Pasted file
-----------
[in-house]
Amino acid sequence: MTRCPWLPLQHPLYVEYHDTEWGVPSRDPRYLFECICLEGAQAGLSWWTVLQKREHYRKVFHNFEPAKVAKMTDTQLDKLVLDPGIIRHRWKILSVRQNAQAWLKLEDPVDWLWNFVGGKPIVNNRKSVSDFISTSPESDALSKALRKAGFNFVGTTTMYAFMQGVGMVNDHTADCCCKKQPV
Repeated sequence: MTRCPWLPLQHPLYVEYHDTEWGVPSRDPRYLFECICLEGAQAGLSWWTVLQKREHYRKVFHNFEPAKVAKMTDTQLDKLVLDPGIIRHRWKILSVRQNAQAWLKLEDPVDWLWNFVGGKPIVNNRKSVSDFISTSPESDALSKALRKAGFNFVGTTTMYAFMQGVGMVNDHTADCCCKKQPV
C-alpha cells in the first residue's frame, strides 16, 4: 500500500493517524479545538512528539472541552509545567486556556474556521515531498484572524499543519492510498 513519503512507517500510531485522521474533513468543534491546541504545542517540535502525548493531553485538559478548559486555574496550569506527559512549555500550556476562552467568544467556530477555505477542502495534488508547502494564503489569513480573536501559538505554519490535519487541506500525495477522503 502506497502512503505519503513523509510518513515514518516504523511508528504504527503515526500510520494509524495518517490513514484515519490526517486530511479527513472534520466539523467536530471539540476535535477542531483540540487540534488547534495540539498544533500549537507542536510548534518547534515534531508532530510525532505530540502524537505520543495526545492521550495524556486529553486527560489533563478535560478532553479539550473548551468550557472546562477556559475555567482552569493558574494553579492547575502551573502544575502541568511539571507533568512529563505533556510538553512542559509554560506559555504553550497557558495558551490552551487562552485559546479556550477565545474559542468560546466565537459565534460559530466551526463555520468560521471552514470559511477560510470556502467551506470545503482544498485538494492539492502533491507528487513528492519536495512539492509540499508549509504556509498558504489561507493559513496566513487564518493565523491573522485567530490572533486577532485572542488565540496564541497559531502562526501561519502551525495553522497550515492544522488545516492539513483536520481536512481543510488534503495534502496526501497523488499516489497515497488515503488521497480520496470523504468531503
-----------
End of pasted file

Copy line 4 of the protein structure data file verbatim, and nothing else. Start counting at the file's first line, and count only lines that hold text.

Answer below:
C-alpha cells in the first residue's frame, strides 16, 4: 500500500493517524479545538512528539472541552509545567486556556474556521515531498484572524499543519492510498 513519503512507517500510531485522521474533513468543534491546541504545542517540535502525548493531553485538559478548559486555574496550569506527559512549555500550556476562552467568544467556530477555505477542502495534488508547502494564503489569513480573536501559538505554519490535519487541506500525495477522503 502506497502512503505519503513523509510518513515514518516504523511508528504504527503515526500510520494509524495518517490513514484515519490526517486530511479527513472534520466539523467536530471539540476535535477542531483540540487540534488547534495540539498544533500549537507542536510548534518547534515534531508532530510525532505530540502524537505520543495526545492521550495524556486529553486527560489533563478535560478532553479539550473548551468550557472546562477556559475555567482552569493558574494553579492547575502551573502544575502541568511539571507533568512529563505533556510538553512542559509554560506559555504553550497557558495558551490552551487562552485559546479556550477565545474559542468560546466565537459565534460559530466551526463555520468560521471552514470559511477560510470556502467551506470545503482544498485538494492539492502533491507528487513528492519536495512539492509540499508549509504556509498558504489561507493559513496566513487564518493565523491573522485567530490572533486577532485572542488565540496564541497559531502562526501561519502551525495553522497550515492544522488545516492539513483536520481536512481543510488534503495534502496526501497523488499516489497515497488515503488521497480520496470523504468531503